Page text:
The focus of the book is on the travels of Professor Aronnax, his manservant Conseil, and a harpooner named Ned Land- alongside the eccentric Captain Nemo. It's quite the interesting book as far as character dynamics go, as over time Aronnax begins to mimic mannerisms of Nemo over time to a certain degree- this is most notable in how he stops acknowledging arguments that Ned Land has made multiple times, and begins to value word economy(the concept that less words spoken are more powerful words spoken).
Unusually though, the morality of Captain Nemo and the morality of Professor Aronnax are completely at odds. Nemo is an exceptionally misanthropic soul, to the point he will sink ships where he perceives he was wronged in the past. He also attempts to keep his guests from witnessing these atrocities, so he has a perfect recognition that these actions go against the slave morality that the guests follow.
A point on this slave morality-master morality which is an idea taken from Nietzsche, Captain Nemo is a very good demonstration of master morality... up to a point. Aronnax, Land and Conseil all defer to goodness and justice, while Nemo refers to strength, wrongdoing and a wider scale of conflict. Additionally, Nemo also refers quite often to the Christian God- in some ways embracing the role of Jesus when Jesus drove the money changers out of the house of God.
This interpretation can be supported to a certain extent by the library that Nemo possesses, noting the curious lack of books on economic theory- though it is worthwhile noting that while Nemo is almost a complete isolationist, he maintains a network of knowledge and supports revolutionary efforts in material(material that in irony is stolen material that itself was originally stolen via taxes). The lack of books on economic theory is somewhat interesting to me, as economics only bubbles up as a relevant point when dealing with effective distribution of resources in a wider society. The size of the Nautilus does not require such distribution of resources, doubly so given the almost militant rigour of its crew. It could even be argued that it's a militant rigour denoting a cult of personality around Captain Nemo(somewhat possible given the unknown potentially constructed language that Nemo and Crew use, and that when a crewmember was in his death throes he yelled in French, not this odd language).
Another point I found interesting when reading this, is the strange juxtaposition of Ned Land and Captain Nemo, particularly on the topic of hunting. Both enjoy a challenging hunt, but both hunt for different purposes: Ned for sport, and Nemo for food. While Nemo recognises the challenge and rises up to it, he doesn't squander life unnecessarily- referencing how people like Ned Land have driven many different species of animals into near extinction. The way Captain Nemo lectured Land on this, also serves as an interesting point and a sort of catalyst, as hunting is the only catharsis that Ned has aboard the Nautilus- being away from home, away from hunting, away from entertainment, away from alcohol and away from all forms of socialising.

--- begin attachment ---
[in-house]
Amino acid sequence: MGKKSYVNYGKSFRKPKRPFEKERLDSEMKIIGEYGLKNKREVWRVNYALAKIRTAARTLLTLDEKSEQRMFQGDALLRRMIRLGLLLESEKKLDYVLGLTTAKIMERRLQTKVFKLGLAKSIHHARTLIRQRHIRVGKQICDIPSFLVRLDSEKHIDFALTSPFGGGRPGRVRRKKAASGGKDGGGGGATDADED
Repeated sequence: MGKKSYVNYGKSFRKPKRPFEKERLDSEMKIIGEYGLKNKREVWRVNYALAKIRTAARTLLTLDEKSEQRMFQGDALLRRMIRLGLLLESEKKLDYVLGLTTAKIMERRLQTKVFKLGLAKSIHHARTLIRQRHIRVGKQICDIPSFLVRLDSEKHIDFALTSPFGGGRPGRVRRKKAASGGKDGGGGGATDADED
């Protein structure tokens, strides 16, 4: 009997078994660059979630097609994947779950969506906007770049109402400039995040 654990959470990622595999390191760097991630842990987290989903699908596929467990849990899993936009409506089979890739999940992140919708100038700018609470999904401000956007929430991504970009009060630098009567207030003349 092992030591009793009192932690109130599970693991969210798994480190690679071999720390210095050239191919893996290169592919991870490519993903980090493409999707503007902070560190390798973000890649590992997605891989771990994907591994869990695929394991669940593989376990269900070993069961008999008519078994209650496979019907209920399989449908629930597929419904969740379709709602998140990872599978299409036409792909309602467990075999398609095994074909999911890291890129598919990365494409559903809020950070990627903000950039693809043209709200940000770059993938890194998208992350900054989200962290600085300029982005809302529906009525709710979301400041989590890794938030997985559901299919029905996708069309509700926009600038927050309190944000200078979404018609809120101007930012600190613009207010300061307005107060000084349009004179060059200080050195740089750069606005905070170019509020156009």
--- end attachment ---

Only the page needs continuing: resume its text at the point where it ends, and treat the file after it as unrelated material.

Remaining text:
This nature of Ned Land contrasts nicely with the relationship of Professor Aronnax who can talk to Captain Nemo on his observations, his mentoring and discussions with Conseil... and of course the fact those of a scientific persuasion typically have less inclination towards socialising.
Regarding the setting and the technology presented in the book, it is remarkable to me how much it got utterly right. If I was utterly pedantic, I could raise issue with Atlantis, with convenient underground underwater sections and the like, but all of these go forward to raise Captain Nemo's status into a legendary status- as a man who values actions and lets the opulence and tranquillity of his domain speak louder than his words.
On the topic of his domain, I found his expedition to the South Pole to lay claim to it against all the attempts of other nations as a particularly interesting thing, especially as it was timed just at the Southern Equinox, and as it was covered in shadow, almost representing the nature of Nemo's disposition. Following this, he was utterly at the mercy of nature but remained steadfast, resolute and in stoic control of the situation despite the uncontrolled nature of the icy seas when locked beneath the ice caps and running low on oxygen. He remained open to many different solutions too, and changed tact accordingly- more than can be said of most people in this world when facing difficulties.